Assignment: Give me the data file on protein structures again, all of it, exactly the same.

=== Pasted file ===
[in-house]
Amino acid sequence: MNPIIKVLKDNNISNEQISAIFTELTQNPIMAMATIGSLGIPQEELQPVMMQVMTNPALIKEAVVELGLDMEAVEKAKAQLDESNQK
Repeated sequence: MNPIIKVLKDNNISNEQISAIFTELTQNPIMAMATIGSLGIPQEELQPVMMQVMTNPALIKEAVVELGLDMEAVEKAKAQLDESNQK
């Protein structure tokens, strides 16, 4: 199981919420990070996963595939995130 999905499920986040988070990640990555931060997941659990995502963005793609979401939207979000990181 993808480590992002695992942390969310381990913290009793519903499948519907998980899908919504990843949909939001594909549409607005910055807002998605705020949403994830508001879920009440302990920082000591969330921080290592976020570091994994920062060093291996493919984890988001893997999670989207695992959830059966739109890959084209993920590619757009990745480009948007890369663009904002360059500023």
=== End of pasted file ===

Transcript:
[in-house]
Amino acid sequence: MNPIIKVLKDNNISNEQISAIFTELTQNPIMAMATIGSLGIPQEELQPVMMQVMTNPALIKEAVVELGLDMEAVEKAKAQLDESNQK
Repeated sequence: MNPIIKVLKDNNISNEQISAIFTELTQNPIMAMATIGSLGIPQEELQPVMMQVMTNPALIKEAVVELGLDMEAVEKAKAQLDESNQK
């Protein structure tokens, strides 16, 4: 199981919420990070996963595939995130 999905499920986040988070990640990555931060997941659990995502963005793609979401939207979000990181 993808480590992002695992942390969310381990913290009793519903499948519907998980899908919504990843949909939001594909549409607005910055807002998605705020949403994830508001879920009440302990920082000591969330921080290592976020570091994994920062060093291996493919984890988001893997999670989207695992959830059966739109890959084209993920590619757009990745480009948007890369663009904002360059500023």